In thinking of "Good," the troubled and tangled adaptation of C.P. Taylor's morality play that examines a "good" German swept into the Hitler madness of the late 1930s, this penance came to mind: Forgive me for what I have done, and what I have failed to do. The moral? Action and inaction can each produce devastating results.
These are the sins that rest heavy on the shoulders of John Halder, the apprehensive and passive university professor played by Viggo Mortensen at the center of "Good." He's a liberal, a progressive intellectual who nevertheless stands silently by and watches books being burned outside his classroom window -- at least, that's all that is burning in the beginning, but the table has been set.
Given the title, it's no surprise that Halder is a stand-in for the good citizens of the world, with Hitler and his regime the face of evil. Taylor, the grandson of Russian Jews who fled a growing tide of anti-Semitism in Europe, uses the Holocaust to examine the internal struggle when what we believe and who we believe ourselves to be bump up against a harsh reality. The play was his last, some say his best work, and first performed in London in 1981, just a week before his death at 52.
Regrettably, the long-delayed adaptation from director Vicente Amorim and screenwriter John Wrathall gets crushed by the weight of trying to be something more; it's really just the story of a rather ordinary but disappointing man. The filmmakers reach for metaphor and allegory, but it comes at the expense of an emotional connection. There are moments when you feel as if you could see yourself in the good professor's shoes, but not enough of them to leave you shaken by the consequences of his moral cowardice. Halder is more weak than good and so his fall from grace is less surprising, less painful and less torturous than it should be.
As the film opens, it is 1937 and Halder is being driven to SS headquarters. To enter the SS building with Halder is to feel a chill -- so much space it diminishes all within it, every footfall rings hollow. It turns out the professor's novel on mercy killing -- a dying wife begs the loving husband for release -- has essentially landed him on the Nazis' literary Top 10. With the slightest blink of an eye, the barest slackening of the chin, Mortensen telegraphs Halder's relief that he's not a target; at the same time, you know he understands his fears can never be exposed.
But the Nazis know this is a man who can be used, who can dress-up the "final solution" in compassion and mercy for them. "Do you think you can write us a paper?" "Yes, I suppose I could." And in that exchange his fate is sealed.
Like Germany, Halder's life is at a precipice. The film flashes back to 1933, where his home is anything but a refuge, with a senile mother and the novel's inspiration (played by Gemma Jones); an unbalanced and distracted wife (Anastasia Hille) and a couple of children, all with pressing needs. As his world spins out of control, Halder is haunted by a hallucinatory chorus of Jews, hollow-eyed and gaunt, providing surreal musical accompaniment to the horrific events that are unfolding -- a device that no doubt worked better on stage.
Salvation comes in the form of a student and the perfect Aryan mistress, Jodie Whittaker, in her first major film role since an impressive start opposite Peter O'Toole in 2006's "Venus." Hers is the first seduction of Halder, Hitler's is the second. Jason Isaacs' Maurice -- his best friend, a psychoanalyst, a Jew and increasingly a troubling inconvenience -- serves as Halder's conscience.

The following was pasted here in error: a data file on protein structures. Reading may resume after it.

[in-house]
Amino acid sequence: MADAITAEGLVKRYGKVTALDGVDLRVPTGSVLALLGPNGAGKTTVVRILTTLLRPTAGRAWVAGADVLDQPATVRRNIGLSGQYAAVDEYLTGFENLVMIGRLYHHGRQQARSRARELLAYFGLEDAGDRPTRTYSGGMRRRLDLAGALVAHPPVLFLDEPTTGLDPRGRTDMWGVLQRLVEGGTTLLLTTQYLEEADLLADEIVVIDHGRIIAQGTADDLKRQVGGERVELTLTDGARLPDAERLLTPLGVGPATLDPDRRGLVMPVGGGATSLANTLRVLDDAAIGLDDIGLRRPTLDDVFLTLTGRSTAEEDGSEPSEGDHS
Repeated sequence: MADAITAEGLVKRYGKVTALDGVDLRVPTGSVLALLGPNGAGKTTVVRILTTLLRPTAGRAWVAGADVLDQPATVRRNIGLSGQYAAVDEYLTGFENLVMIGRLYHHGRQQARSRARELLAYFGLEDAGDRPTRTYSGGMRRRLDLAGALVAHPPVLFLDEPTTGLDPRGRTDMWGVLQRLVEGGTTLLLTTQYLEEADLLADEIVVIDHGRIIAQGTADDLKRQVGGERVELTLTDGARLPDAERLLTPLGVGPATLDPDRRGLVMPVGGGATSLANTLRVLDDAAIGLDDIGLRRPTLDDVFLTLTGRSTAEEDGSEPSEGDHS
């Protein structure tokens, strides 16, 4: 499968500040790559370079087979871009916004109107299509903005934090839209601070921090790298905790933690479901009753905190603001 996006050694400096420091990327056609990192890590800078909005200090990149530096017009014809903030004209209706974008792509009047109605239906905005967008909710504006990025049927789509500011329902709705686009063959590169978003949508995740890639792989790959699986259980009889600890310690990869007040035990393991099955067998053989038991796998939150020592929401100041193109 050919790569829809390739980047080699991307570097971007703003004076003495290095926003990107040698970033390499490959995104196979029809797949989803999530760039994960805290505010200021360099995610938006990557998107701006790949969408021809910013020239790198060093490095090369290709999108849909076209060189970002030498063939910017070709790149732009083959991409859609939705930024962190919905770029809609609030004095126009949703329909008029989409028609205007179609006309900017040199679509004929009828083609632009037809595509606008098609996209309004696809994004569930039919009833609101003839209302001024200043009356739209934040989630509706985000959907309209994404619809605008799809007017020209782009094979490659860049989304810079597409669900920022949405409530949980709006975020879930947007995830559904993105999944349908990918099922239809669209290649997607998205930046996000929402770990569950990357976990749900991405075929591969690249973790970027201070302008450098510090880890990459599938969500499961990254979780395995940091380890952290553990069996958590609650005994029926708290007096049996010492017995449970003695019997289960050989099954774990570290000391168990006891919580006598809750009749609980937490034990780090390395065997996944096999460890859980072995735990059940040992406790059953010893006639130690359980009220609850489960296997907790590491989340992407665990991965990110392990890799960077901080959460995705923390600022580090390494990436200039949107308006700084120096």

As Germany slides toward hell, so does Halder. The noose tightens each time he says "yes," but Amorim lets the concessions come far too easily, and the toll they take on Halder is, like the man, too muted. Even his final reckoning, when Halder is face to face with the camps he's had a hand in shaping at least philosophically, is frustrating and unsatisfying. We should be standing there next to him, devastated; instead we're left sitting at a distance.
Mortensen continues to stretch as an actor. The coiled violence that radiated through every cell of his body as a Russian gangster in "Eastern Promises" is replaced by a skittish uncertainty in "Good" that is palpable as he reaches again and again to adjust his wire-rimmed glasses. Whittaker, who completely inhabited the tough, knowing teen in "Venus," wears her doe-eyed innocence here as effortlessly as her silk dresses.
Amorim, a promising Brazilian director, made his feature film debut in 2003 with the affecting "The Middle of the World," which follows an impoverished family of seven who bicycle nearly 2,000 miles to Rio de Janeiro in search of work. But it is a Grand Canyon-size leap to go from a charming and whimsically intimate film based on a true story to adapting a weighty and esoteric play like "Good." Unfortunately, the material seems too much for him (as it might well be for even more experienced hands).
It is not surprising that evil in the form of the Holocaust, with its millions of tragedies, continues to draw filmmakers like moths to a flame. Some of the best, including Spielberg, have been there before Amorim. And at least four other films examining aspects of the Nazi imprint -- "The Reader," "Defiance," "Valkyrie" and "The Boy in the Striped Pajamas" -- are in theaters this season along with "Good."
To those who wonder if we really need Hollywood to give us more Holocaust stories, I would argue yes, just better ones than we get with "Good."
MPAA rating: Not yet rated
Running time: 1 hour, 35 minutes
Playing: At Laemmle's Music Hall, Beverly Hills. Opens wider in January.